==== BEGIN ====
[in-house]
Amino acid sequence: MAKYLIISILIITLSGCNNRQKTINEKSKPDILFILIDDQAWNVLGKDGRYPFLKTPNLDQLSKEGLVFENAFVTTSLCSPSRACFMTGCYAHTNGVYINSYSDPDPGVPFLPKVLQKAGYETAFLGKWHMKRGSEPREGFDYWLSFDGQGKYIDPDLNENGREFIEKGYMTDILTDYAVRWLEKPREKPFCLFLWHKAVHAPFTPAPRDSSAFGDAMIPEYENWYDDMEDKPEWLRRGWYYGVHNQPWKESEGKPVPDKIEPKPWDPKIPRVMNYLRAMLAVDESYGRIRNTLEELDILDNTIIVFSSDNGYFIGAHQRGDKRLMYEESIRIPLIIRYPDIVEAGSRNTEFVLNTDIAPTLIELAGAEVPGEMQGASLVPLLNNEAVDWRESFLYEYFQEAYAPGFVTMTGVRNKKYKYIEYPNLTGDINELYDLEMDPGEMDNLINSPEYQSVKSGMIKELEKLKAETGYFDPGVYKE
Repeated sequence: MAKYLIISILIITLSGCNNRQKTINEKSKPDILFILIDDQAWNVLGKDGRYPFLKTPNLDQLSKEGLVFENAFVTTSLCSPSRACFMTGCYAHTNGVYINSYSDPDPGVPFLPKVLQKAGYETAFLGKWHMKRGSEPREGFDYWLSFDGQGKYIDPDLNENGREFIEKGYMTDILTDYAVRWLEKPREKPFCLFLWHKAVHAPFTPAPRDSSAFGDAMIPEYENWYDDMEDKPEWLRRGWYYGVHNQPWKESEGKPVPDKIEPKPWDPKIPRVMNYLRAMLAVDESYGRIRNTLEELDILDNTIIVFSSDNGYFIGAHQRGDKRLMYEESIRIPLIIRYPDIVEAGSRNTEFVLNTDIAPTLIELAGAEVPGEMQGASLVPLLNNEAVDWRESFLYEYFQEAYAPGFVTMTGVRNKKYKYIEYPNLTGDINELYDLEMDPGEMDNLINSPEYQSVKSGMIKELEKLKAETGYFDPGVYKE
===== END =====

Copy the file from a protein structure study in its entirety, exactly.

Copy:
[in-house]
Amino acid sequence: MAKYLIISILIITLSGCNNRQKTINEKSKPDILFILIDDQAWNVLGKDGRYPFLKTPNLDQLSKEGLVFENAFVTTSLCSPSRACFMTGCYAHTNGVYINSYSDPDPGVPFLPKVLQKAGYETAFLGKWHMKRGSEPREGFDYWLSFDGQGKYIDPDLNENGREFIEKGYMTDILTDYAVRWLEKPREKPFCLFLWHKAVHAPFTPAPRDSSAFGDAMIPEYENWYDDMEDKPEWLRRGWYYGVHNQPWKESEGKPVPDKIEPKPWDPKIPRVMNYLRAMLAVDESYGRIRNTLEELDILDNTIIVFSSDNGYFIGAHQRGDKRLMYEESIRIPLIIRYPDIVEAGSRNTEFVLNTDIAPTLIELAGAEVPGEMQGASLVPLLNNEAVDWRESFLYEYFQEAYAPGFVTMTGVRNKKYKYIEYPNLTGDINELYDLEMDPGEMDNLINSPEYQSVKSGMIKELEKLKAETGYFDPGVYKE
Repeated sequence: MAKYLIISILIITLSGCNNRQKTINEKSKPDILFILIDDQAWNVLGKDGRYPFLKTPNLDQLSKEGLVFENAFVTTSLCSPSRACFMTGCYAHTNGVYINSYSDPDPGVPFLPKVLQKAGYETAFLGKWHMKRGSEPREGFDYWLSFDGQGKYIDPDLNENGREFIEKGYMTDILTDYAVRWLEKPREKPFCLFLWHKAVHAPFTPAPRDSSAFGDAMIPEYENWYDDMEDKPEWLRRGWYYGVHNQPWKESEGKPVPDKIEPKPWDPKIPRVMNYLRAMLAVDESYGRIRNTLEELDILDNTIIVFSSDNGYFIGAHQRGDKRLMYEESIRIPLIIRYPDIVEAGSRNTEFVLNTDIAPTLIELAGAEVPGEMQGASLVPLLNNEAVDWRESFLYEYFQEAYAPGFVTMTGVRNKKYKYIEYPNLTGDINELYDLEMDPGEMDNLINSPEYQSVKSGMIKELEKLKAETGYFDPGVYKE